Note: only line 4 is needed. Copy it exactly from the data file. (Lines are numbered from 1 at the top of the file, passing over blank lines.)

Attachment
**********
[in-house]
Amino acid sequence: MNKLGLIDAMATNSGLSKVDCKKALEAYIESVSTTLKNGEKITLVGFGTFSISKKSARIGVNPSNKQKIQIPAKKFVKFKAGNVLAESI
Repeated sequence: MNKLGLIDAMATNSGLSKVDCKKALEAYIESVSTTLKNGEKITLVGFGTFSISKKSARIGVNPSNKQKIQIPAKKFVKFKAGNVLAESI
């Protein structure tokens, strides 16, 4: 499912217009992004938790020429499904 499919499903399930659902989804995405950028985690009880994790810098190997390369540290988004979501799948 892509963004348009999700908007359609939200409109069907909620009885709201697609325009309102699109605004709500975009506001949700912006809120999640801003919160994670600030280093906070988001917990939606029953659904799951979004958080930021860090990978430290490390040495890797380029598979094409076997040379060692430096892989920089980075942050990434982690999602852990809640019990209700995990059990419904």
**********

């Protein structure tokens, strides 16, 4: 499912217009992004938790020429499904 499919499903399930659902989804995405950028985690009880994790810098190997390369540290988004979501799948 892509963004348009999700908007359609939200409109069907909620009885709201697609325009309102699109605004709500975009506001949700912006809120999640801003919160994670600030280093906070988001917990939606029953659904799951979004958080930021860090990978430290490390040495890797380029598979094409076997040379060692430096892989920089980075942050990434982690999602852990809640019990209700995990059990419904």